I'm proprietor and sole employee of Rest Easy Property Management, the business I launched three and a half years ago, after I flamed out as a broker in a blaze of ingloriousness. I look after other people's vacation homes. I see to upkeep and repairs. I supervise domestics and maintenance people. I make sure the homes that double as vacation rentals don't get trashed by college kids on spring break. I'm also the soul of discretion. If you're cheating on your spouse, your secret is safe with me. I'll even go the extra mile, like when I replaced the previously unopened box of tampons in the master bath at the Stones' after Mr. Stone's romantic tryst with his mistress. Who but me would have thought to do so? It comes from being no stranger to secrets myself.
"In a weird way it's a compliment." Ivy waxes philosophic over lunch. "I mean the guy must really have wanted it. I don't imagine there's much of a black market for stolen insect dioramas."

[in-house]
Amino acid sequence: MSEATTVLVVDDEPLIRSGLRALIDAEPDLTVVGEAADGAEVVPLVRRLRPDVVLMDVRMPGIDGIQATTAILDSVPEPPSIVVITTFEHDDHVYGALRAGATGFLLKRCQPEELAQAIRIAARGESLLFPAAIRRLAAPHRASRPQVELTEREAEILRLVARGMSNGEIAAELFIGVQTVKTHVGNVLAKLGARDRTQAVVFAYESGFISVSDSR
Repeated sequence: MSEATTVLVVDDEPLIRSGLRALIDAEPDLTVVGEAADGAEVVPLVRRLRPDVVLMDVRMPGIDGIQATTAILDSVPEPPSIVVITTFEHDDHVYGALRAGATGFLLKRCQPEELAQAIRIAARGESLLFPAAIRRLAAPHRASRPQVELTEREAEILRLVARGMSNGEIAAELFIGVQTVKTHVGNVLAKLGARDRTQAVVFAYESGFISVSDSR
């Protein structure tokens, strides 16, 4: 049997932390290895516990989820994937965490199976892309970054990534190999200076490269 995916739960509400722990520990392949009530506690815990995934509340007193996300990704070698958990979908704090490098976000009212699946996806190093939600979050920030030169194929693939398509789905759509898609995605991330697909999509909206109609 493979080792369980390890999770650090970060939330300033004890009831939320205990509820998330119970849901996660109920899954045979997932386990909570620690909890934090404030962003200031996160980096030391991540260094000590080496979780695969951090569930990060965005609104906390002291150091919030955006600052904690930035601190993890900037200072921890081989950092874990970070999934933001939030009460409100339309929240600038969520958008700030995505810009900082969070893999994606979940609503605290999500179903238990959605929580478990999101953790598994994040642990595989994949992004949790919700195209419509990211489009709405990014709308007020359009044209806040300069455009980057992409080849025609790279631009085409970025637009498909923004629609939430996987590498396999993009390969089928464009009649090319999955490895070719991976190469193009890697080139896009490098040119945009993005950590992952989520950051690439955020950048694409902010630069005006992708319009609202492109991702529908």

"Whatever, it still pisses me off that he's getting away with it." Many hours of painstaking work go into each of Ivy's pieces. It's not fair she should be out the commission.
"Yeah, well, what can you do?" She sighs in resignation. "It's not like the cops are going to put out an APB. They won't lift a finger. Especially not after you insulted Jordan's manhood. Totally worth it, by the way," she adds with a giggle. "The look on his face? Oh my God, priceless."
I shrug. "Nothing wrong with being gay."
"Tell him that."
Our waitress arrives with the sandwiches we ordered — the turkey club for Ivy, avocado-and-hummus on whole-wheat for me. (I'm doing penance for the party leftovers — an assortment of finger sandwiches, crab puffs, bite-sized mushroom quiches, and petit fours — I was given by clients of mine, the Willetts.) The dense fog of morning has burned off, giving way to sunny skies that has every outdoor table at the Bluejay filled. Housed in what was once a cottage — the orphan child of the Painted Ladies that line the block — it's a favorite of locals and tourists alike, always packed even during non-peak hours. We were lucky to snag a table on the patio, under the grape arbor that forms a leafy canopy at one end. I bask in the warmth from the dappled sunlight.